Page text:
100 Words: Lovestruck

Friday Fictioneers: Write a 100-word story based on the prompt.

PHOTO PROMPT – Copyright – Georgia Koch

PHOTO PROMPT – Copyright – Georgia Koch


When Derek fell for LucyMae, he immediately introduced her to his wife.

“Look, Mandy.” His tone was reverent; his eyes betokened lust. “Isn’t she gorgeous?”

“Good gosh.” Mandy touched the hull. “Water, water everywhere and all the boards did shrink. Where does the albatross sit?”

“Hydrate her, the boards’ll plump up.”

“They’re rotten. . . . What’s that thingy?”

“It’s a . . . I’ll fix her.”

He switched on pleading puppy eyes.

Sigh. “Okay.” Mandy took his arm. “Let’s go look at that treadle sewing machine I want.”

“You can’t sew.”

“No. But it was love at first sight.”


Every Wednesday, Rochelle Wisoff-Fields issues the Friday Fictioneers challenge. She posts a picture prompt and invites readers to write stories of 100 words or fewer and to post them on their blogs the following Friday. This week’s prompt is here (scroll down the page to see it). Rochelle’s story follows it.

To see more stories by Friday Fictioneers’, click on the frog, below.

(Friday is the official post date, but Thursday is fine, too. :-))




Leanne Cole Photography (http://leannecolephotography.com/2015/01/19/introductions-exploratorius/) introduces Exploratorius–and I introduce Exploratorius’ “Truthiness.” What more can I say?

Originally posted on Exploratorius:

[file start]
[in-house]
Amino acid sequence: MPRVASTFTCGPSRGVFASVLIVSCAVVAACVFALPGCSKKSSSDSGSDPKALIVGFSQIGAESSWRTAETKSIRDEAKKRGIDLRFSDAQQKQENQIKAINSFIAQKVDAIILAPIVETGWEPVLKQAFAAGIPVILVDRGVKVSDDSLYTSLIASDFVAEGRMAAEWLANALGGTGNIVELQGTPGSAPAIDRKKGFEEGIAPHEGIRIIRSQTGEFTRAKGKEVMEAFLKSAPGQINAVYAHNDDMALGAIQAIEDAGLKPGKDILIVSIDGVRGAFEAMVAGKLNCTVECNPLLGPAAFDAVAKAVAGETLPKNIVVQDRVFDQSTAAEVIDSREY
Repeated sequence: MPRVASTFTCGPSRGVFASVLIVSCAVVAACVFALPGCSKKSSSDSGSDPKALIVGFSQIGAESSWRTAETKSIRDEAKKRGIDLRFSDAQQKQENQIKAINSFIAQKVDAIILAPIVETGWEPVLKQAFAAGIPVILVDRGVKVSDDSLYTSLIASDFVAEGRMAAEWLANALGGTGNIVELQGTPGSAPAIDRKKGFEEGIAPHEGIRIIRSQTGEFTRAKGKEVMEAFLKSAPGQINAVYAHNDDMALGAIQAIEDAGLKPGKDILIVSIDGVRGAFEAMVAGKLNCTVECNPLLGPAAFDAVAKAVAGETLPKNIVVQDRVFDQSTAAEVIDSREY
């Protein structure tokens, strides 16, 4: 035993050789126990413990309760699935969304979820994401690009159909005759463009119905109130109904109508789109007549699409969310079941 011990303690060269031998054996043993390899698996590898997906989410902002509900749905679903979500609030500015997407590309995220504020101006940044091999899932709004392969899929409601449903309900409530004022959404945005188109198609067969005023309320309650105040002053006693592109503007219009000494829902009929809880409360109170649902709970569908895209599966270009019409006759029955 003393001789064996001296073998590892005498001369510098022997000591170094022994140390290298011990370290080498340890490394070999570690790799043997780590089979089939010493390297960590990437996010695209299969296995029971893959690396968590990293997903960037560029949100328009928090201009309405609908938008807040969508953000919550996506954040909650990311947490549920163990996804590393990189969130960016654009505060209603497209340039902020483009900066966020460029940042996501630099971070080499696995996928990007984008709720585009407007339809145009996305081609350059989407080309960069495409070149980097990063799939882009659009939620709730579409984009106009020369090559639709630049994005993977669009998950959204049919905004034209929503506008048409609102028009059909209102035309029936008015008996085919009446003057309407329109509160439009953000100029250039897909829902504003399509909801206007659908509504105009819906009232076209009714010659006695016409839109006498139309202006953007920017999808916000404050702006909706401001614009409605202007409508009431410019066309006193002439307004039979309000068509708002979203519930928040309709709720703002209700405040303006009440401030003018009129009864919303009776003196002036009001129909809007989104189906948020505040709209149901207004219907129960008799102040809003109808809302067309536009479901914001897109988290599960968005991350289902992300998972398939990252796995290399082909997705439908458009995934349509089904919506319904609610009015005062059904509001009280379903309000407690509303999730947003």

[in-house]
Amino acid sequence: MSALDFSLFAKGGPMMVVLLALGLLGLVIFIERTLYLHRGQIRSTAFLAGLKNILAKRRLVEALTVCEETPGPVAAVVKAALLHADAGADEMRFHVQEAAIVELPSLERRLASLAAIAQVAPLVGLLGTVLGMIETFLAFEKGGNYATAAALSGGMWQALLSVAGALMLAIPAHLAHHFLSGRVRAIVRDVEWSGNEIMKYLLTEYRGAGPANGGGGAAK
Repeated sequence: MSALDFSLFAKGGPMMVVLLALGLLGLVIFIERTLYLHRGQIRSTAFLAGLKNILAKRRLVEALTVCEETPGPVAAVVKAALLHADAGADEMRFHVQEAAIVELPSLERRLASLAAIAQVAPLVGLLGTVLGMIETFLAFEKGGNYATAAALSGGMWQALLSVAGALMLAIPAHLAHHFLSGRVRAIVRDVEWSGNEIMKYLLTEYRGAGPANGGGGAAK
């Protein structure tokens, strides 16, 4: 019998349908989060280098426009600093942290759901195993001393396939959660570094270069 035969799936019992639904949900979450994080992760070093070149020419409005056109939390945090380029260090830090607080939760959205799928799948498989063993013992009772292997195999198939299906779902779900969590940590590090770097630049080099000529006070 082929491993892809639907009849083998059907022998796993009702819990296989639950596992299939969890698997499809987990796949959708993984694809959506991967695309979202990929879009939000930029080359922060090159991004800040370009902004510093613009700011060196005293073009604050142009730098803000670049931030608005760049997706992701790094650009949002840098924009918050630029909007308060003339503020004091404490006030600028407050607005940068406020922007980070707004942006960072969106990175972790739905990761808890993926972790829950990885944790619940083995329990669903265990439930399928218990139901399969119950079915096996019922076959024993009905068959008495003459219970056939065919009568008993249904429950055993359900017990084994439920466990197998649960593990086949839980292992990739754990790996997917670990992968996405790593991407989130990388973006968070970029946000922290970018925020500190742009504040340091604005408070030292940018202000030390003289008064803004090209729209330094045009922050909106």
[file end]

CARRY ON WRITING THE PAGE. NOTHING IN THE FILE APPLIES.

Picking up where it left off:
Stephen Colbert's portrait -- National Portrait Gallery, Washington, DC (January 2015)iPhone 6 Plus + 29/2.2

Stephen Colbert’s portrait — National Portrait Gallery, Washington, DC (January 2015)
iPhone 6 Plus + 29/2.2

Go see it while you can — it’s only on display for a limited time.

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100 Words: Nothing But Gray

Friday Fictioneer Challenge: Write a 100-word story based on the prompt.


PHOTO PROMPT - Copyright Jan Wayne Fields

Friday Fictioneer Prompt. Copyright Jan Wayne Fields

Nothing But Gray

Paul stood, hands in pockets, looking out.

She’s set four places again, he thought. And she sits in a different chair now, doesn’t talk, just looks out the window at nothing but gray stone.

She brought in a covered dish. “Chicken casserole. Your father’s favorite.”

He heard Jack slip in and pull out a chair. Paul didn’t move.

She sat down. “Come. Eat.”

He turned. “Every night, Mom, four plates. And you, just staring.”

“Four people, four plates.”

“Dad’s dead, Mom. He’s dead. Three months now.”

She unfolded her napkin. “And I watch for your father. He’ll be home soon.”


Rochelle Wisoff – Fields – Addicted to Purple

Prompt: 16 January 2015

Words for Creators


I planned to post today, but Kate Shrewday has written such a beautiful–and important–piece that I must reblog it. Please read, and note what she told her daughter. It applies to us all.

Originally posted on Kate Shrewsday:

NASA Blue Marble of Western Hemisphere http://veimages.gsfc.nasa.gov//2429/globe_east_540.jpg

NASA Blue Marble of Western Hemisphere

Yet today I had a moment of clarity, and, as if in a fairy tale, rushed to share it with those in the bewitched waters, the depthless well of cyberspace, and the people who live there. We who share the life of the mind.